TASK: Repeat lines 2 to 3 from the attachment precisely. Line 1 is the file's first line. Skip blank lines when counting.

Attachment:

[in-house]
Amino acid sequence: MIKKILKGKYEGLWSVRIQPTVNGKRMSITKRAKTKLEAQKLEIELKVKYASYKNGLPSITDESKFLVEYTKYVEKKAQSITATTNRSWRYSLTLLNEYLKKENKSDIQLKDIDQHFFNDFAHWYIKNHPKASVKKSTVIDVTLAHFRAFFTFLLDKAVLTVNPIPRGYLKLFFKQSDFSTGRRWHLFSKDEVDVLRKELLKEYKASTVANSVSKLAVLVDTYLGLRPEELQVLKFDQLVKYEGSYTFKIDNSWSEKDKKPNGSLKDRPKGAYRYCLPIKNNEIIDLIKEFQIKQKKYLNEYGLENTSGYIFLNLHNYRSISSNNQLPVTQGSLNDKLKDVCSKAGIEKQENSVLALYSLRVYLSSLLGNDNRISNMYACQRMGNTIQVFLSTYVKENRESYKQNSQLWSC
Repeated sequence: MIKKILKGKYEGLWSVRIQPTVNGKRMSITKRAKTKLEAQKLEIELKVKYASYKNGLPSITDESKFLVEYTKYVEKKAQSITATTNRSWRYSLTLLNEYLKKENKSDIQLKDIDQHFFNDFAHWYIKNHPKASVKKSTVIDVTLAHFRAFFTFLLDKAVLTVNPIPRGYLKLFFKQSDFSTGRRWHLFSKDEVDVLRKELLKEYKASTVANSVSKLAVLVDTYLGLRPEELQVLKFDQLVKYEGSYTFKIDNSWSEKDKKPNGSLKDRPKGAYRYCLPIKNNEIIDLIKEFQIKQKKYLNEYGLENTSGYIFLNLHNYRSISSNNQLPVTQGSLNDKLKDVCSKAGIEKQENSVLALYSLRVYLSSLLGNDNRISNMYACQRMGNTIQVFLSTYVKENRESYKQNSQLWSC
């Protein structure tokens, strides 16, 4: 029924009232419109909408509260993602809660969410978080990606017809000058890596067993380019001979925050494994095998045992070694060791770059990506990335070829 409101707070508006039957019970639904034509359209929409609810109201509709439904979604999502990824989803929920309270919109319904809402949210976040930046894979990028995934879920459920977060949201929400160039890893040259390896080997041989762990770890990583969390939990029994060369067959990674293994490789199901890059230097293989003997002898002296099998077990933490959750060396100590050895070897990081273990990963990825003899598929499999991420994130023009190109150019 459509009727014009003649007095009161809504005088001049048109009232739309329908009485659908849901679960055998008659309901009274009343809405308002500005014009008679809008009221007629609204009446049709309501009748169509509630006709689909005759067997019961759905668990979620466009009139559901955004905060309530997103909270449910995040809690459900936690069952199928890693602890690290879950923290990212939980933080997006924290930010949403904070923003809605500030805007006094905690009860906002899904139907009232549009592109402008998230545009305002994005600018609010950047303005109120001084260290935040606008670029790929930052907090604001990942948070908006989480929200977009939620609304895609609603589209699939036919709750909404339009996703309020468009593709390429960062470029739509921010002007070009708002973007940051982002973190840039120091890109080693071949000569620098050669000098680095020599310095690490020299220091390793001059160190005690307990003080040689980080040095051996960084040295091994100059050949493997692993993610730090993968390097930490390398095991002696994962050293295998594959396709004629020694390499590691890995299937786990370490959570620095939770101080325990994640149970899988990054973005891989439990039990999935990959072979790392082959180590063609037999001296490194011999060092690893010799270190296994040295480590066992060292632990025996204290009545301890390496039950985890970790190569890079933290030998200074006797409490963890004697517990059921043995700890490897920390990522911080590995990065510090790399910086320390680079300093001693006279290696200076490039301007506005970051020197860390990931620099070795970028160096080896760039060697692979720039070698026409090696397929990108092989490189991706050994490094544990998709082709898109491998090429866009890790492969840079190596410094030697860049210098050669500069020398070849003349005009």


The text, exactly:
Amino acid sequence: MIKKILKGKYEGLWSVRIQPTVNGKRMSITKRAKTKLEAQKLEIELKVKYASYKNGLPSITDESKFLVEYTKYVEKKAQSITATTNRSWRYSLTLLNEYLKKENKSDIQLKDIDQHFFNDFAHWYIKNHPKASVKKSTVIDVTLAHFRAFFTFLLDKAVLTVNPIPRGYLKLFFKQSDFSTGRRWHLFSKDEVDVLRKELLKEYKASTVANSVSKLAVLVDTYLGLRPEELQVLKFDQLVKYEGSYTFKIDNSWSEKDKKPNGSLKDRPKGAYRYCLPIKNNEIIDLIKEFQIKQKKYLNEYGLENTSGYIFLNLHNYRSISSNNQLPVTQGSLNDKLKDVCSKAGIEKQENSVLALYSLRVYLSSLLGNDNRISNMYACQRMGNTIQVFLSTYVKENRESYKQNSQLWSC
Repeated sequence: MIKKILKGKYEGLWSVRIQPTVNGKRMSITKRAKTKLEAQKLEIELKVKYASYKNGLPSITDESKFLVEYTKYVEKKAQSITATTNRSWRYSLTLLNEYLKKENKSDIQLKDIDQHFFNDFAHWYIKNHPKASVKKSTVIDVTLAHFRAFFTFLLDKAVLTVNPIPRGYLKLFFKQSDFSTGRRWHLFSKDEVDVLRKELLKEYKASTVANSVSKLAVLVDTYLGLRPEELQVLKFDQLVKYEGSYTFKIDNSWSEKDKKPNGSLKDRPKGAYRYCLPIKNNEIIDLIKEFQIKQKKYLNEYGLENTSGYIFLNLHNYRSISSNNQLPVTQGSLNDKLKDVCSKAGIEKQENSVLALYSLRVYLSSLLGNDNRISNMYACQRMGNTIQVFLSTYVKENRESYKQNSQLWSC